Harmony hacker starts moving the stolen cryptos to Tornado Cash

The Harmony attacker has begun moving the stolen crypto to Tornado Cash.

The Harmony attacker is starting to send their tokens through Tornado Cash.
Harmony Hacker

According to Etherscan, the wallet used in last week's Harmony attack transferred a little over 18,036 ETH worth about $21 million at the writing time to a backup wallet.


The money was then divided equally among three secondary wallets; at the time of writing, two of these secondary wallets have already delivered ETH to a Tornado Cash router.


The money was then divided equally among three secondary wallets; at the time of writing, two of these secondary wallets have already delivered ETH to a Tornado Cash router.


Last week, Harmony's Horizon bridge was used to steal over $100 million in different tokens, including FRAX, FXS, wETH, wBTC, AAVE, SUSHI, USDT, and BUSD, which were all exchanged for ETH on Uniswap.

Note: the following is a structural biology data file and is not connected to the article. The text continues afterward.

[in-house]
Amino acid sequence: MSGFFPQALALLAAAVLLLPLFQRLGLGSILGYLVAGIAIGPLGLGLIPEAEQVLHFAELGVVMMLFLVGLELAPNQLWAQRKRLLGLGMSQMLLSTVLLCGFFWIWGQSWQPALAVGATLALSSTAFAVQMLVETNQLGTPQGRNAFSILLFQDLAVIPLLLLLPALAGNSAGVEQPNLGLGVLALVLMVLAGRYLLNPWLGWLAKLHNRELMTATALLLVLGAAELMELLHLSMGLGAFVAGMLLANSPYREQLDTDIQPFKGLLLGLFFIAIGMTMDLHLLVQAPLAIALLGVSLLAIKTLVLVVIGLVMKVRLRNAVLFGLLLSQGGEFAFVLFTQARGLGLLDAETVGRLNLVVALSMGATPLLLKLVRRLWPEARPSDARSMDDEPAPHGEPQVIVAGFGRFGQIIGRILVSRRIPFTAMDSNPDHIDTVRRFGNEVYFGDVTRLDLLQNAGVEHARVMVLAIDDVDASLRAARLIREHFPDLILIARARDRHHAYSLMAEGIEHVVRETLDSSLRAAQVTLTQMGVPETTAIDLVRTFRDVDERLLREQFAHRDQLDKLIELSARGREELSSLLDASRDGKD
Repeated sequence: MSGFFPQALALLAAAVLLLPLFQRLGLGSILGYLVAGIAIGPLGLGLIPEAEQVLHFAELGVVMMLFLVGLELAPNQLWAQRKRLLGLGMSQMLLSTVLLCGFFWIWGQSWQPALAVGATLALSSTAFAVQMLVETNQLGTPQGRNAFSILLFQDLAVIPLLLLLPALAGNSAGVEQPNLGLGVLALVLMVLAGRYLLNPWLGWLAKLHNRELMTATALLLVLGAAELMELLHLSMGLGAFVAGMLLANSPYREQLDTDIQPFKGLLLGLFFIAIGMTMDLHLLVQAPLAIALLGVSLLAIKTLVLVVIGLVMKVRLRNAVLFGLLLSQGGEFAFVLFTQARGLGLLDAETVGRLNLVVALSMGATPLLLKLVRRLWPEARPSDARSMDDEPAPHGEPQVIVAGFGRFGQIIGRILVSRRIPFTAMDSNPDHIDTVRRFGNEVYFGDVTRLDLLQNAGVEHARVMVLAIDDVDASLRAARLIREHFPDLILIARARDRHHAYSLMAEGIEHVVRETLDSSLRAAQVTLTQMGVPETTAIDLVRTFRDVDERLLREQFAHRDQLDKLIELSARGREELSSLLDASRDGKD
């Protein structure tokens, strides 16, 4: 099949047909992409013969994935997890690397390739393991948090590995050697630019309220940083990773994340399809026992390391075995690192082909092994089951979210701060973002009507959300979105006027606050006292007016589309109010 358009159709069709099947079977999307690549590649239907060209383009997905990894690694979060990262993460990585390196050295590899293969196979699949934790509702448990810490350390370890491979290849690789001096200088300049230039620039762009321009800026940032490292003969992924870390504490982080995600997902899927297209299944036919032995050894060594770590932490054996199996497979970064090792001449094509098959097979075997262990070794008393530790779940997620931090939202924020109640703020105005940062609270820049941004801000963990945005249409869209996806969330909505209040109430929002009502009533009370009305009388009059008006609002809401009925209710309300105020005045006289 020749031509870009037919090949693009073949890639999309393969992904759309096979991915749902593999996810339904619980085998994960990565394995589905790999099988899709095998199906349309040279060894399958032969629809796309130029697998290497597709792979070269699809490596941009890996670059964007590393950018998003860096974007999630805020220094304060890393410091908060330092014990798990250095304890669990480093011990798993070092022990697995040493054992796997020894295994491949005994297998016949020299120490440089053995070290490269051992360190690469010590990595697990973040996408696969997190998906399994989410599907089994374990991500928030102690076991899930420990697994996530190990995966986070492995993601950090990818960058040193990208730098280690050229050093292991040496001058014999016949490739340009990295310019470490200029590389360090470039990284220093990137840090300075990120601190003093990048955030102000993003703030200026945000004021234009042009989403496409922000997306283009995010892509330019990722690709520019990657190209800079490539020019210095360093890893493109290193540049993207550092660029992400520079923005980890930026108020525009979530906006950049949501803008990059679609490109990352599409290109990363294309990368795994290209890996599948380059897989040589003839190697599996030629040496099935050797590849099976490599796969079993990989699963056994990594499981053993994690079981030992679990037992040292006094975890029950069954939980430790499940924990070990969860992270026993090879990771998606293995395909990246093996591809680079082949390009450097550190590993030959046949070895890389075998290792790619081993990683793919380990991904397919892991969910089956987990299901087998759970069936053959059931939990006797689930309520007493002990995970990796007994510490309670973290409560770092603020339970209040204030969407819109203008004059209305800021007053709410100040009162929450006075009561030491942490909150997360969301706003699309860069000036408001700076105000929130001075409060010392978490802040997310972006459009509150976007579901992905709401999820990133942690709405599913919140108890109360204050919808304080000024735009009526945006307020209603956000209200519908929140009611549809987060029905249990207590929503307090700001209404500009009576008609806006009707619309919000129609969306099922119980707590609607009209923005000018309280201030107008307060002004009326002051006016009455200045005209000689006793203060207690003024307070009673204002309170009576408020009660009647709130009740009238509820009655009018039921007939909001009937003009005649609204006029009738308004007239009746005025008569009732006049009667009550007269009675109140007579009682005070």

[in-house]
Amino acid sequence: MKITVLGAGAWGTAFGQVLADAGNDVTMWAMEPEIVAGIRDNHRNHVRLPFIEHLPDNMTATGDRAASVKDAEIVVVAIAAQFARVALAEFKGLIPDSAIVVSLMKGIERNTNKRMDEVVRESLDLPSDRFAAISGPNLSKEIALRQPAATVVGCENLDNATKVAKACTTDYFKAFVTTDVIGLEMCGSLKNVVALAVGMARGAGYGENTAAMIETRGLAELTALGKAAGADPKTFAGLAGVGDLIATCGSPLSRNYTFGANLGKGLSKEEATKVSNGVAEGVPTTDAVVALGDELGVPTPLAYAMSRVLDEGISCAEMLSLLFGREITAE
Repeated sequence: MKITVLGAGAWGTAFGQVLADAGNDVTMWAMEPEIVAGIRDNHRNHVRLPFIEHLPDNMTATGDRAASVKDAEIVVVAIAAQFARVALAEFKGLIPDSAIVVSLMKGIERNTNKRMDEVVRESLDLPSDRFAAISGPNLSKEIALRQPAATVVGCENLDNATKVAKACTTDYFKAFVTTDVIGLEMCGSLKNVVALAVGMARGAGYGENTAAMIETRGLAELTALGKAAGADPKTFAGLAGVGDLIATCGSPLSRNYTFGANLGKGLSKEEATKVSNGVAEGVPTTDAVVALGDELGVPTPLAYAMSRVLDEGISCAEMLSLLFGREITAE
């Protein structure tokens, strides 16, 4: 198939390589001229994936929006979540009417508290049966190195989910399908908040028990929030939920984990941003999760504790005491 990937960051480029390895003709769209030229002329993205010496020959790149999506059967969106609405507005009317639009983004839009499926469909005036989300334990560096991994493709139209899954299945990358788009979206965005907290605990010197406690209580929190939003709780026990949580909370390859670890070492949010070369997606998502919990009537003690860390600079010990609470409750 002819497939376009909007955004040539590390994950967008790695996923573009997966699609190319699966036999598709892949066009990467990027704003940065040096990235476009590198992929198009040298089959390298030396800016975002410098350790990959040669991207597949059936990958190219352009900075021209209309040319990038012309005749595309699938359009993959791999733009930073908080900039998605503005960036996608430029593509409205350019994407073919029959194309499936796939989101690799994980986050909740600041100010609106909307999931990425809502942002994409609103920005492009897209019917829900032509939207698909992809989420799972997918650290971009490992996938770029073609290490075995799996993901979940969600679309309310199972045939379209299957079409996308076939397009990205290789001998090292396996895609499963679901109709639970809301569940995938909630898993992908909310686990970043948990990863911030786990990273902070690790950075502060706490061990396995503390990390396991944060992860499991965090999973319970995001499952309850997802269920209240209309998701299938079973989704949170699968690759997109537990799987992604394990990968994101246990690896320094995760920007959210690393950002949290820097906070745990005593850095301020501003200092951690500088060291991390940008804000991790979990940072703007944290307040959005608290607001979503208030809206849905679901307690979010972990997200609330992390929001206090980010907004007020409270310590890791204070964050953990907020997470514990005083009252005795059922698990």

That amount is now being transferred using Tornado Cash in 100 ETH increments. 10,409 ETH, or more than $12 million, had already been included into the privacy-enabling protocol as of the time of writing. Approximately one new 100 ETH transaction occurs every six minutes.


For instance, Tornado Cash is an Ethereum protocol called that uses zero-knowledge proofs to let users cut the cords connecting their on-chain activity. When utilized properly, the protocol renders it hard to trace wallet-to-wallet transfers.


The protocol has already been exploited by hackers to profit from their illegally gained riches. Despite only sending roughly 12% of their gain to Tornado Cash, data from Nansen shows that the Harmony exploiter is already the fifth-largest malicious user of the protocol behind the Ronin, Fei, Beanstalk, and Parity exploiters.


Harmony had previously promised the Horizon bridge hacker a $1 million reward for recovering the stolen money in exchange for agreeing to forego bringing legal action.


Other protocols have previously offered much bigger rewards, and Aurora recently paid a white-hat hacker $6 million for finding a potential vulnerability and alerting the team to it.

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